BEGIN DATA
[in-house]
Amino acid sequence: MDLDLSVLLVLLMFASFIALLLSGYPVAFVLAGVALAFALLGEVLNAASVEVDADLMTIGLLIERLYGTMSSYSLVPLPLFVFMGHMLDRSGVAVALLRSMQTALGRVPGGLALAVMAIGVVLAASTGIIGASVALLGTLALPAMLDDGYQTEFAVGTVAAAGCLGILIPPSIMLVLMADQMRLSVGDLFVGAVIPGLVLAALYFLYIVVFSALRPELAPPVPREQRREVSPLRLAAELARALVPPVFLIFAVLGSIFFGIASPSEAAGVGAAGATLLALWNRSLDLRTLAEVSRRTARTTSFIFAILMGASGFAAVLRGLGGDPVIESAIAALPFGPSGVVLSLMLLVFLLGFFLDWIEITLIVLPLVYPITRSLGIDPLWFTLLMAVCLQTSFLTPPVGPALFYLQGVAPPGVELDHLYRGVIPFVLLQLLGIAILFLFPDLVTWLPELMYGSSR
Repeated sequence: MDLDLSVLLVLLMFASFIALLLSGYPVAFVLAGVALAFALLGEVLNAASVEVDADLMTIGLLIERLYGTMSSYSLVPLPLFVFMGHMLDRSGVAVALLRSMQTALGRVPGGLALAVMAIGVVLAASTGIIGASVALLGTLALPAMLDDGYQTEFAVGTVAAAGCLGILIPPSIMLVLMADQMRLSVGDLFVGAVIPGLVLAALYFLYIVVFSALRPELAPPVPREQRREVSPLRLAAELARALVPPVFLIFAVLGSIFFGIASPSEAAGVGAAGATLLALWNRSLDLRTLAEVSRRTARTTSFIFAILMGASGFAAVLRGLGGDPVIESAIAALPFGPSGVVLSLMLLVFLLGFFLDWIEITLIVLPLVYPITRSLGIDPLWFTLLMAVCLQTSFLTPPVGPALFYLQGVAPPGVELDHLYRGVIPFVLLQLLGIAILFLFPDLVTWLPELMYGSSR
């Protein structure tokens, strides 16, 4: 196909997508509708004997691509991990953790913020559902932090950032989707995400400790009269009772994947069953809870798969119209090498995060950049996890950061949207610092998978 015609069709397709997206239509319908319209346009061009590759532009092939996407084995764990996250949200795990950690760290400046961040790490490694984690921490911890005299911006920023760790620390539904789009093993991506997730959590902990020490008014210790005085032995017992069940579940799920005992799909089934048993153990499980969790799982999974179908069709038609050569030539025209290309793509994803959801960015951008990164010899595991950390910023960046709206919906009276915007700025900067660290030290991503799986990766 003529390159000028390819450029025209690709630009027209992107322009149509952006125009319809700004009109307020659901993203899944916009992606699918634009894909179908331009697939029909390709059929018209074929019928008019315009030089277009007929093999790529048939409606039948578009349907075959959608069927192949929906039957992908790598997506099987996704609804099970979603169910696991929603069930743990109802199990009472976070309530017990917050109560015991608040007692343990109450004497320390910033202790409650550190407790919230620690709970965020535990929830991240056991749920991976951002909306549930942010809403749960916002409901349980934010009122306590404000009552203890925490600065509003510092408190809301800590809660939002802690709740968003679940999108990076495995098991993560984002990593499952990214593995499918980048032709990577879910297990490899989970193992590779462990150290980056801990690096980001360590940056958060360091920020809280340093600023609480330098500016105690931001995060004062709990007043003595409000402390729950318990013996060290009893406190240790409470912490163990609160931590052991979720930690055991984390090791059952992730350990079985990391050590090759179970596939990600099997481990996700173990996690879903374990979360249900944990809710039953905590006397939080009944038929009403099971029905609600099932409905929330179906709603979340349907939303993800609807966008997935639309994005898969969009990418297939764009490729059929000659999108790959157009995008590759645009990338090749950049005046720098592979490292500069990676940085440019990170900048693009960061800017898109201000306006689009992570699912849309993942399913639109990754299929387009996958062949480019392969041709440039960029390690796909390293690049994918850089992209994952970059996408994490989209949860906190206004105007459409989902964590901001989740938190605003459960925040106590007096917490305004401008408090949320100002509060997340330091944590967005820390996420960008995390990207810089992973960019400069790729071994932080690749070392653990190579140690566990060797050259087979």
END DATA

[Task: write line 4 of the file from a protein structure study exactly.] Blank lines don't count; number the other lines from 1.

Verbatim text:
């Protein structure tokens, strides 16, 4: 196909997508509708004997691509991990953790913020559902932090950032989707995400400790009269009772994947069953809870798969119209090498995060950049996890950061949207610092998978 015609069709397709997206239509319908319209346009061009590759532009092939996407084995764990996250949200795990950690760290400046961040790490490694984690921490911890005299911006920023760790620390539904789009093993991506997730959590902990020490008014210790005085032995017992069940579940799920005992799909089934048993153990499980969790799982999974179908069709038609050569030539025209290309793509994803959801960015951008990164010899595991950390910023960046709206919906009276915007700025900067660290030290991503799986990766 003529390159000028390819450029025209690709630009027209992107322009149509952006125009319809700004009109307020659901993203899944916009992606699918634009894909179908331009697939029909390709059929018209074929019928008019315009030089277009007929093999790529048939409606039948578009349907075959959608069927192949929906039957992908790598997506099987996704609804099970979603169910696991929603069930743990109802199990009472976070309530017990917050109560015991608040007692343990109450004497320390910033202790409650550190407790919230620690709970965020535990929830991240056991749920991976951002909306549930942010809403749960916002409901349980934010009122306590404000009552203890925490600065509003510092408190809301800590809660939002802690709740968003679940999108990076495995098991993560984002990593499952990214593995499918980048032709990577879910297990490899989970193992590779462990150290980056801990690096980001360590940056958060360091920020809280340093600023609480330098500016105690931001995060004062709990007043003595409000402390729950318990013996060290009893406190240790409470912490163990609160931590052991979720930690055991984390090791059952992730350990079985990391050590090759179970596939990600099997481990996700173990996690879903374990979360249900944990809710039953905590006397939080009944038929009403099971029905609600099932409905929330179906709603979340349907939303993800609807966008997935639309994005898969969009990418297939764009490729059929000659999108790959157009995008590759645009990338090749950049005046720098592979490292500069990676940085440019990170900048693009960061800017898109201000306006689009992570699912849309993942399913639109990754299929387009996958062949480019392969041709440039960029390690796909390293690049994918850089992209994952970059996408994490989209949860906190206004105007459409989902964590901001989740938190605003459960925040106590007096917490305004401008408090949320100002509060997340330091944590967005820390996420960008995390990207810089992973960019400069790729071994932080690749070392653990190579140690566990060797050259087979």